A team from the University of Cambridge claims to have solved some of the biggest technical problems besetting the emerging lithium-oxygen battery of the future, with scientists building a stable next-gen battery with ten times the energy density of today's power cells.
Modern-day miracle thing graphene is partly responsible too, with the team's battery engineering concept using a "highly porous form" of the carbon structure to form the electrode, introducing lithium iodide to do other clever chemical things that are probably best read at the source than poorly and almost certainly incorrectly reinterpreted here.
The paper itself goes very hard on the science of what happens inside batteries, including plenty of gems like these:
"The rechargeable aprotic lithium-air (Li-O2) battery is a promising potential technology for next-generation energy storage, but its practical realization still faces many challenges. In contrast to the standard Li-O2cells, which cycle via the formation of Li2O2, we used a reduced graphene oxide electrode, the additive LiI, and the solvent dimethoxyethane to reversibly form and remove crystalline LiOH with particle sizes larger than 15 micrometers during discharge and charge. This leads to high specific capacities, excellent energy efficiency (93.2%) with a voltage gap of only 0.2 volt, and impressive rechargeability."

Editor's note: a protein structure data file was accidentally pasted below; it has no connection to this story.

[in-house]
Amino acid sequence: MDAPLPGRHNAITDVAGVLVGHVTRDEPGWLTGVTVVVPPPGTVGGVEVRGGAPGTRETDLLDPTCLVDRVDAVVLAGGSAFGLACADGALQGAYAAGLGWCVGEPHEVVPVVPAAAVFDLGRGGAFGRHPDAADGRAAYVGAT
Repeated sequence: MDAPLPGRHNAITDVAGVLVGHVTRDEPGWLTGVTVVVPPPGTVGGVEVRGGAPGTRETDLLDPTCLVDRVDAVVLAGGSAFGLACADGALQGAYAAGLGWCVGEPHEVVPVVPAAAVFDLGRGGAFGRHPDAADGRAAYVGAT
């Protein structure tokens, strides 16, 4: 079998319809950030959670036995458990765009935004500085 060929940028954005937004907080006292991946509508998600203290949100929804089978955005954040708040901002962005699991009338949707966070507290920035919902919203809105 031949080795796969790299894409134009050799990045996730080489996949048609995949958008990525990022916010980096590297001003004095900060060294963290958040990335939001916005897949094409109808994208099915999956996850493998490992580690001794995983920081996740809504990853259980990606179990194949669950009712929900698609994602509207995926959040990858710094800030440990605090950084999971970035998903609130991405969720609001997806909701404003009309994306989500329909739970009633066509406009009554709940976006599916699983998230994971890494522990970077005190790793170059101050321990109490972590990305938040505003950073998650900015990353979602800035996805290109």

Put a star on your chart if you get all of that. Professor Clare Grey from Cambridge's Department of Chemistry said, in a more down to earth fashion, that: "What we’ve achieved is a significant advance for this technology and suggests whole new areas for research -- we haven’t solved all the problems inherent to this chemistry, but our results do show routes forward towards a practical device." [University of Cambridge cia City AM]